Summer Pet Safety

The sun is shining, and the sidewalks are baking. Heat is always a concern when it comes to our pets, because they’re much more vulnerable to heatstroke. No matter where you plan to go this summer, make sure your pet is well provided for. Read on for essential pet summer safety recommendations!

You might be able to just walk into the house and grab yourself a glass of water, but your pet doesn’t have that privilege. If they need to be outside for any reason, make sure they have more than enough cold, fresh water nearby, along with plenty of shade to shelter from the glare of the sun. Even if it isn’t sunny, the humidity can really take a toll on your pet. Most important, NEVER leave them unattended in a parked vehicle. If it’s as low as 60 degrees outside, your car will heat up to 89 degrees in approximately 10 minutes. Do not put your pet at risk! Leave them at home if at all possible.

The high concentration of salt and numerous bacteria in seawater can make your pet very sick. Keep a close eye on your pet when you’re at the beach, and don’t let them swim too far out into the water—drowning accidents occur more often with pets than you would think, and the ocean has strong currents, and dangerous riptides. Stay at your pet’s side at all times.

Summer is the ideal season for parasites such as fleas, ticks, and mosquitoes. Make sure your pet is up-to-date on their vaccinations and has taken their parasite preventatives within the month. Ticks carry Lyme disease and mosquitoes can transmit heartworm disease, so be vigilant about parasite prevention.

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Winter Animal Safety

In addition to providing your pet with professional, compassionate wellness services, Colma Animal Hospital also provides you with tips to keep your pet safe and happy in every season. With the cold winter weather here, it’s important to know what risks your pet faces, and what you can do to keep them safe.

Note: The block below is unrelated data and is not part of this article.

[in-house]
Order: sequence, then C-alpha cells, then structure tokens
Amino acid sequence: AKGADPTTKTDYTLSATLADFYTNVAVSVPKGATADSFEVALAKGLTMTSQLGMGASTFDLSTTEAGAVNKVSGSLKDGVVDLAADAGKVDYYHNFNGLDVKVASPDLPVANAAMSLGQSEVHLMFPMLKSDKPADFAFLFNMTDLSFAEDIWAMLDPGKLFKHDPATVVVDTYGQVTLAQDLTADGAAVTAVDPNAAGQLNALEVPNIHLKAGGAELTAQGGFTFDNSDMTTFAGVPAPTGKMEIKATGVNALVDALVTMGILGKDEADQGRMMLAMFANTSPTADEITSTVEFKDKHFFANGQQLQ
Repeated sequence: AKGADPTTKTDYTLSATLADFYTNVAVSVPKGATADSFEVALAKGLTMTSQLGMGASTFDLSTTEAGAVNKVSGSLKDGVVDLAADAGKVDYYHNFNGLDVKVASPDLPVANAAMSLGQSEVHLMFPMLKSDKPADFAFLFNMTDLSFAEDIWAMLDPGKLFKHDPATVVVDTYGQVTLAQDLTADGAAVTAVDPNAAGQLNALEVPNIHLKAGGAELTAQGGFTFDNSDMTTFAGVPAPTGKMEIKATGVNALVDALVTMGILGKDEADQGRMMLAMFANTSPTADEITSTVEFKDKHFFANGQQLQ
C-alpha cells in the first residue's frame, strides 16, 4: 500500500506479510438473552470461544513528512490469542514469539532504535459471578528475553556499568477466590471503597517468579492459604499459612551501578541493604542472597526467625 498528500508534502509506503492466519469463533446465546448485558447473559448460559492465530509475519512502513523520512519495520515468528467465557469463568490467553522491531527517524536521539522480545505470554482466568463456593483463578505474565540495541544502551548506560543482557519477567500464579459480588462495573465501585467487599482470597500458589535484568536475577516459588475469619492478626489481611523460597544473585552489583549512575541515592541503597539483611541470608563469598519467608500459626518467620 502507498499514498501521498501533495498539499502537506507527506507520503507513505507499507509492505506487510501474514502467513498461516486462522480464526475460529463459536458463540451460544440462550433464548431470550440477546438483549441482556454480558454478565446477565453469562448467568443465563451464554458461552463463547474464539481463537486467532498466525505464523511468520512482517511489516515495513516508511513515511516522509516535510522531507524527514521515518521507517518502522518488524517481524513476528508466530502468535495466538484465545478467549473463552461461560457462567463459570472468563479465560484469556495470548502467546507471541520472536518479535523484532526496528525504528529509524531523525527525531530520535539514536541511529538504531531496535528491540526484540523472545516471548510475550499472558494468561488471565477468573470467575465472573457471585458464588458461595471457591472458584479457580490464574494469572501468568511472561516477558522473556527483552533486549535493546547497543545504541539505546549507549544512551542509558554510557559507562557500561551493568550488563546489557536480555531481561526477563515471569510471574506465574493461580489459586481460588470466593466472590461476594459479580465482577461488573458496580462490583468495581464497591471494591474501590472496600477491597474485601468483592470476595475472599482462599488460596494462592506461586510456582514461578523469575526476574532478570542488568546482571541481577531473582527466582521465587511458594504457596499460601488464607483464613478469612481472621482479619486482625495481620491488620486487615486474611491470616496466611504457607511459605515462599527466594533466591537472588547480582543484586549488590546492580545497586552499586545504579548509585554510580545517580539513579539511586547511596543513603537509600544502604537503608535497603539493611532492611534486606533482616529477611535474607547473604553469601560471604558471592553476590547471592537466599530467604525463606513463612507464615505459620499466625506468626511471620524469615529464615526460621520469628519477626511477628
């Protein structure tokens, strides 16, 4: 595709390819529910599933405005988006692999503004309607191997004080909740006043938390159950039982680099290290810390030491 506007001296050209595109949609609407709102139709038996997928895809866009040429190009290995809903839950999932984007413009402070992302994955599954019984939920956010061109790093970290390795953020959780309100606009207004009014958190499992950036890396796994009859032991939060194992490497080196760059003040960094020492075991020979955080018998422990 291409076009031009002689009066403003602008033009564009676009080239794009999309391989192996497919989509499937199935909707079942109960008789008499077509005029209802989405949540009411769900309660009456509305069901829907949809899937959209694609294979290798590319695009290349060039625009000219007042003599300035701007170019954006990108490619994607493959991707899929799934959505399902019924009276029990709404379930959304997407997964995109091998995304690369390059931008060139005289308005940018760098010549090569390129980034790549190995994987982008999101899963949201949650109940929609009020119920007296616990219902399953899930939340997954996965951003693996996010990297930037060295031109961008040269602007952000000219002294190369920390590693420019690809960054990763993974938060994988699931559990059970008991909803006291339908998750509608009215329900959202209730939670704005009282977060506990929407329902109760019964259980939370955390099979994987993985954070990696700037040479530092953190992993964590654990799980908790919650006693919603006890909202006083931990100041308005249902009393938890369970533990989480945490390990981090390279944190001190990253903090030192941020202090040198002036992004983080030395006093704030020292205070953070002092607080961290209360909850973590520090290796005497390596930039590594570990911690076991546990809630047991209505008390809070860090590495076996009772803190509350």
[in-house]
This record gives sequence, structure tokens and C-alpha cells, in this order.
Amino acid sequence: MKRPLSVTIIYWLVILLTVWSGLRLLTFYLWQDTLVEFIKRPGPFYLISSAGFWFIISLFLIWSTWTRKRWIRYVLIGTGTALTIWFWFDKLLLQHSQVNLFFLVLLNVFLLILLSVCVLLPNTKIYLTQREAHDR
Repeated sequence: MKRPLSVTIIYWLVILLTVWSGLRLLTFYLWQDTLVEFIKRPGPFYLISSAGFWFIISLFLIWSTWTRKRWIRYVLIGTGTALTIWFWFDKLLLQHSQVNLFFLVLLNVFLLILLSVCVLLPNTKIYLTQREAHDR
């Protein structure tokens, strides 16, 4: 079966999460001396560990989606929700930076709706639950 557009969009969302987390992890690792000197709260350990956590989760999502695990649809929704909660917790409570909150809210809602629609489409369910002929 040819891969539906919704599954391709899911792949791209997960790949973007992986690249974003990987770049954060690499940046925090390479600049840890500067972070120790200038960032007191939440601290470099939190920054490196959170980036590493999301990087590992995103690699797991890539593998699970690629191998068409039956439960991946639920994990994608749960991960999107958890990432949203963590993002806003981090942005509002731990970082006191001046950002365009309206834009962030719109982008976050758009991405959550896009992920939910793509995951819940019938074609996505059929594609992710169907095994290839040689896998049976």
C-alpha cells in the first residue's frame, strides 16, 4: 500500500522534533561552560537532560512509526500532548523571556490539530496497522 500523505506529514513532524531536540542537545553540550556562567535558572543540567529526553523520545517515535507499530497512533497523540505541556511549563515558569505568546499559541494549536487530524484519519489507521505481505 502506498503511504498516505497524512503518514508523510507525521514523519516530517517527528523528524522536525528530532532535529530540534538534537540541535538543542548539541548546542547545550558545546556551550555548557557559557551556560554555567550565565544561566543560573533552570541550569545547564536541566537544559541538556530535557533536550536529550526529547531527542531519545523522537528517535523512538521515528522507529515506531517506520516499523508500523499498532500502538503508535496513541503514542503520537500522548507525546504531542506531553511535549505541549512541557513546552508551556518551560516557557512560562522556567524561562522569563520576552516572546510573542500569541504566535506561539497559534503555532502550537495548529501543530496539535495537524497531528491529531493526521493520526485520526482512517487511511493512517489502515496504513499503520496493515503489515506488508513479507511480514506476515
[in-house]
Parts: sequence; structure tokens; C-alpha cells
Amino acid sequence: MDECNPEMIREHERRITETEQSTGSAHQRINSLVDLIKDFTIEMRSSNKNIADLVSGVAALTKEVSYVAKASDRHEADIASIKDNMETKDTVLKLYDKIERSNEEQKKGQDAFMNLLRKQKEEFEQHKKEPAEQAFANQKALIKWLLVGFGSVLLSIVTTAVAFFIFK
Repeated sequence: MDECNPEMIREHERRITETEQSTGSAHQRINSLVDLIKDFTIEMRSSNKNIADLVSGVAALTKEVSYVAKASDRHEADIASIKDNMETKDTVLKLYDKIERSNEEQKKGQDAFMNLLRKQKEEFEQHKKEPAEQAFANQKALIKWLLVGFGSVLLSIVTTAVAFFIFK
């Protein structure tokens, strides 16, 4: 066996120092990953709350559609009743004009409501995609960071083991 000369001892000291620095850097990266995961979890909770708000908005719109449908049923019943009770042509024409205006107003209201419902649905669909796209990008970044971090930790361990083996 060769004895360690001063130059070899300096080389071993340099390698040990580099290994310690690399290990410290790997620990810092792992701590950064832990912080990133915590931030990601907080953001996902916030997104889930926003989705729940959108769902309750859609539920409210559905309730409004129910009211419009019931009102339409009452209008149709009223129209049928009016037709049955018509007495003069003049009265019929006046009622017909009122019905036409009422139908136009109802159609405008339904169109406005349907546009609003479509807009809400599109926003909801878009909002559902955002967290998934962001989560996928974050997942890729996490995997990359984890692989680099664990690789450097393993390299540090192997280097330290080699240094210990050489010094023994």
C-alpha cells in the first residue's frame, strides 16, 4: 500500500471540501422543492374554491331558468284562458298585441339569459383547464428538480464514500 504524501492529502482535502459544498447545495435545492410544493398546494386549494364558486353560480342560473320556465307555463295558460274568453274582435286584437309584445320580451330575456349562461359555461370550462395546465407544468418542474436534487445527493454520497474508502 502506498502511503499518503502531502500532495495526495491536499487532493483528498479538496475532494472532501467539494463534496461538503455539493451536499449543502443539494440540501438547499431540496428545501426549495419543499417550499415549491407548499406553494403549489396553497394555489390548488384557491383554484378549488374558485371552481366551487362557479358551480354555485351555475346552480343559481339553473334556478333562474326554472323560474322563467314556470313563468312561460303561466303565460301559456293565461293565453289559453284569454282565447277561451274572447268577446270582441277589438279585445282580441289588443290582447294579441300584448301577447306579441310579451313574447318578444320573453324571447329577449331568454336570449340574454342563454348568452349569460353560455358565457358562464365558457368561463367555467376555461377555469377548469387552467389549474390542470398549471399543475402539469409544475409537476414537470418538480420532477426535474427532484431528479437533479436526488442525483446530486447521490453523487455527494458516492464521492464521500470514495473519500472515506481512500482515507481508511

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Avoid leaving your pet outside for long periods of time when it’s cold. When he is outside, make sure he has a warm, insulated shelter to stay in with plenty of food and unfrozen water. Consider getting your pet a coat or booties to wear when he’s outside.

Antifreeze is great for our cars in the wintertime, but not for our pets. It has a sweet taste and smell that’s enticing to pets, and they don’t know it’s poisonous. If consumed, antifreeze can cause severe, even fatal, damage to your pet. If you think your pet has consumed antifreeze, medical help should be sought immediately. Signs of antifreeze poisoning include: lethargy, disorientation, grogginess, and in severe cases vomiting, oral and gastric ulcers, and kidney failure. Wipe up any antifreeze spills, and keep it in a sealed container that’s far out of your pet’s reach.

When rats or mice try to come into your home, the typical response is to set out rodenticide. The problem with that is that rat and mouse poison is toxic to any living creature that consumes it – this includes your pet. If you think your pet has consumed rat or mouse poison, call your local veterinarian immediately. Symptoms to look out for include: lethargy, coughing up blood, pale gums, difficulty breathing, vomiting, and collapse. Keep rodenticides sealed up tight, and far out of your pet’s reach, or don’t use them all together and try alternative ways to rid your home of rodents.

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Schedule an Appointment Today

We'd love to meet you and your pet! Get started by submitting an online appointment request or give us a call at (650) 756-1753.